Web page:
1. CATCHING FISH * One of the few times I caught a decent fish and had a camera!

  2. MY MUG* Me and one I caught that I couldn't throw back, 8 lbs. and 21 inches.

  3. MY WORK BENCH * Where I spend most of my waking hours, slaving over a hot vise.

  4. MISC. INFO * Some history, you got to be real bored to read this!


I practice catch and release except with wives and daughters.



My father was not a real rabid fisherman but my grandfather Judge C Porter was addicted to warmwater bass and crappie fishing. Nobody in my family flyfished or even knew what it was. At an early age, grandpa took me fishing for bream with worms or crickets and a bobber. At about age 10, I graduated to plastic worms for bass in the small farm ponds around Powdersville SC. He knew almost everybody in a 10 mile radius who had a small farm pond and he had permission fish them all which we took full advantage of. Even though my first fishing was in warmwater ponds, I acquired an interest in moving water.

When I was in 5th grade, we moved to the Taylors area of Greenville and in our backyard was Brushy Creek, a small warmwater creek that held bass, bream, catfish and horny heads. Horny heads? Yeah, a sucker type fish that really grew little horns on it's head. I am not kidding! I started with cane poles and worms but after a skateboard accident where I broke my jaw and gave myself a concussion (I had already broke my arm the year before), I traded my skate board to a friend for a fly rod. I thought the fly rod was great. It was an 8 foot Shakespeare fiberglass 8 weight with a floating level line but I used it as a cane pole to drop bait in a hole further than I could reach with my spinning rod. I had no flies and had no idea what a tapered leader was that they talked about in Field and Stream.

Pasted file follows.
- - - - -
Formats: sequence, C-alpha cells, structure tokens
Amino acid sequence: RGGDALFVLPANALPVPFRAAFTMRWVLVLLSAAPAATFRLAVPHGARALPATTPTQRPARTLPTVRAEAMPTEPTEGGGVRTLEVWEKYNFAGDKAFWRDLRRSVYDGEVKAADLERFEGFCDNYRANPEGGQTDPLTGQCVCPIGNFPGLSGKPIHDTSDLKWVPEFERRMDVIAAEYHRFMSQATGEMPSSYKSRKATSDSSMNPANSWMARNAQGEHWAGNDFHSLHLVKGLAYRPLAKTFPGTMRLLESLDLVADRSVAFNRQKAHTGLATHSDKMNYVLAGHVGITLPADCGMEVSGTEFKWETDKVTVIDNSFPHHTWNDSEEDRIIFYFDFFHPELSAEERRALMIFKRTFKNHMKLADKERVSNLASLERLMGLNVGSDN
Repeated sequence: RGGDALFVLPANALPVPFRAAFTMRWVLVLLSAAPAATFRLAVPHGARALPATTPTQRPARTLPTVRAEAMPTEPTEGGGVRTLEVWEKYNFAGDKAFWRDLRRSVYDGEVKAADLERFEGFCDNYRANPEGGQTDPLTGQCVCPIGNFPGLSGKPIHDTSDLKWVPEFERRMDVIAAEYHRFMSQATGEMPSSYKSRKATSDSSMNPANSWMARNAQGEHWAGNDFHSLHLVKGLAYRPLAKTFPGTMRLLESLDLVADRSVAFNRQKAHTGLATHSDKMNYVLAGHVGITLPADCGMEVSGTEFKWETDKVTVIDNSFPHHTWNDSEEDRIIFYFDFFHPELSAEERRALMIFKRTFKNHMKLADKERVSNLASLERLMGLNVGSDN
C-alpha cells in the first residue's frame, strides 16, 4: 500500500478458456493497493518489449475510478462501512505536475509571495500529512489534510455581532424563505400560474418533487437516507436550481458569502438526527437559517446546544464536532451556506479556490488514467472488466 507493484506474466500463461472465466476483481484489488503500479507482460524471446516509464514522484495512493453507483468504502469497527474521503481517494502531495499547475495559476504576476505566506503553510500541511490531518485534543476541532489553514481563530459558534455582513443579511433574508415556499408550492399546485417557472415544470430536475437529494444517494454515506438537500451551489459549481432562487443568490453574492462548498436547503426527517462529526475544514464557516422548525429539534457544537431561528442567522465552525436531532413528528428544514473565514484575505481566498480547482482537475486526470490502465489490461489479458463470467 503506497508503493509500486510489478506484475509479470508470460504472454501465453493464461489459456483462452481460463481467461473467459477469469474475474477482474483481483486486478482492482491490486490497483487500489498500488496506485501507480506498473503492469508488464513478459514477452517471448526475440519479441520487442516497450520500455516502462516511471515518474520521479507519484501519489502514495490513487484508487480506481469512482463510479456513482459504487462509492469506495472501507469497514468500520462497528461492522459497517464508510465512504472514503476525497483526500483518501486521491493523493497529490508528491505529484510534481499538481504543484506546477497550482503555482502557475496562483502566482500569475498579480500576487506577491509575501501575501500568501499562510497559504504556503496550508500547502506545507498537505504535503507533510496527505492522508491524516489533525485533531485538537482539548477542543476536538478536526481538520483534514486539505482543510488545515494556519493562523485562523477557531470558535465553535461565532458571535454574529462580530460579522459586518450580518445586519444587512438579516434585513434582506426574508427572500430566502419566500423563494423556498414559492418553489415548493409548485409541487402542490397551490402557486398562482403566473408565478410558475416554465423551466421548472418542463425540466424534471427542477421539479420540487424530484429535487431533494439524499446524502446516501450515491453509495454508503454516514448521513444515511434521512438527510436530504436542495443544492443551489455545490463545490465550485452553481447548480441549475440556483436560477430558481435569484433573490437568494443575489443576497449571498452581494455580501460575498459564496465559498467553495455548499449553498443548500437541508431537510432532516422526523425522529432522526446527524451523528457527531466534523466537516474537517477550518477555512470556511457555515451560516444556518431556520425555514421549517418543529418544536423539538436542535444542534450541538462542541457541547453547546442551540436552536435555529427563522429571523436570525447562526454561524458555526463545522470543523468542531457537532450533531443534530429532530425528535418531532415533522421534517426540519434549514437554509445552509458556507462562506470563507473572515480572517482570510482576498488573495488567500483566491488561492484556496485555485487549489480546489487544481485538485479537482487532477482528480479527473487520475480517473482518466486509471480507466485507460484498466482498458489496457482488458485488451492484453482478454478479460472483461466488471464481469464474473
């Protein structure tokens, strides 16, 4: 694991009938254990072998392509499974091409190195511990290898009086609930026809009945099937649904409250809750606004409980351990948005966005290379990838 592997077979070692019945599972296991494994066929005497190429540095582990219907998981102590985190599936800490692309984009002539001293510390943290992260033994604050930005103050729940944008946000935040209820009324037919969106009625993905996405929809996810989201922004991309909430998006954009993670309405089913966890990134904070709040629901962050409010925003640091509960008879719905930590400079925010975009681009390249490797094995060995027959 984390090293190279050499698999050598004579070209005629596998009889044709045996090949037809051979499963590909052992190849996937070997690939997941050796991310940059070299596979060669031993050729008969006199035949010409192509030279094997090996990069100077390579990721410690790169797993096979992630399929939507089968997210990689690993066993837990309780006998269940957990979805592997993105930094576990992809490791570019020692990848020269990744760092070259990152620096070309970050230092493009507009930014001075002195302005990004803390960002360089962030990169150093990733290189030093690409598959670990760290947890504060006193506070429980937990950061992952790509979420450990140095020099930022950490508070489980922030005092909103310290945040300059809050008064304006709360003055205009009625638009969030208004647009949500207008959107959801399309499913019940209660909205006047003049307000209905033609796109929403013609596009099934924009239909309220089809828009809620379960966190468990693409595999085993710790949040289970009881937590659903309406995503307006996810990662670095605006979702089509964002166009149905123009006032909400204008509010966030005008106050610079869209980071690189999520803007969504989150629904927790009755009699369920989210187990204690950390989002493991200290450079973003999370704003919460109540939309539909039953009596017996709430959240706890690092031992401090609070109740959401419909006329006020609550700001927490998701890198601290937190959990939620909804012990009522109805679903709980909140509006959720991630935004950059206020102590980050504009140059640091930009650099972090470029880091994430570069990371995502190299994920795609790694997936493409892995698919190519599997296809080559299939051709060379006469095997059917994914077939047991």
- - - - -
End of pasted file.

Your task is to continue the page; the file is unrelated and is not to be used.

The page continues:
I eventually ran across a Scientific Anglers "Fly Fishing for Beginners" magazine and thought it was a Revelation from God! My prayers for flyfishing info was answered, however, there were no flyshops in our area so I decided to tie my first fly. Holding the hook in my left thumb and forefinger, armed with mom's sewing thread and hair from our Siamese cat, I tied the ugliest fly you ever saw. It consisted of a tail of cat hair and for a body, I wound black electricians tape around the hook and painted it red with black dots and yellow eyes. I then proceeded to catch an eight inch largemouth bass out of Brushy Creek. I had found my true calling in life! During the next few years I bought a Hank Robert's Fly Tying Kit and learned about catching fish in moving water. I had no source of tying material and never could find out where hackle came from but I developed a love for fishing in rivers.

I headed out to the nearest sportsmen's store and bought my first graphite flyrod. I had never learned to cast my old glass rod and level line more than ten feet max. The graphite was a Kunnan rod, about 8 ft., 5 weight and around $46. I worked with a gent that had a lot of flies his father gave him and bought them since he did not flyfish and part of the deal was he would take me to the Chattoogaa River. At the time I was living in Greenville and every time I had a chance, I headed to the mountains about 1 hr and 20 min.away.

This is when trout fever hit bad. I wasn't catching much and didn't know how to cast well and on one particular day I was fishing the Whitewater River, getting my new tapered leader all tangled up (yes, I finally found one) and got so frustrated I almost broke the rod over my knee. I cooled off and caught a 16 inch brown trout when I picked up my line for a back cast. I still had no one to fish with and I learned to cast from books and videos and every magazine I could find. You new folks out there, listen and listen good, there is no substitute for hours on the stream. You can watch all the greats, Lefty, Borger, LaFontaine, etc. and learn less than you will fishing twice a week for 3 months in the same water.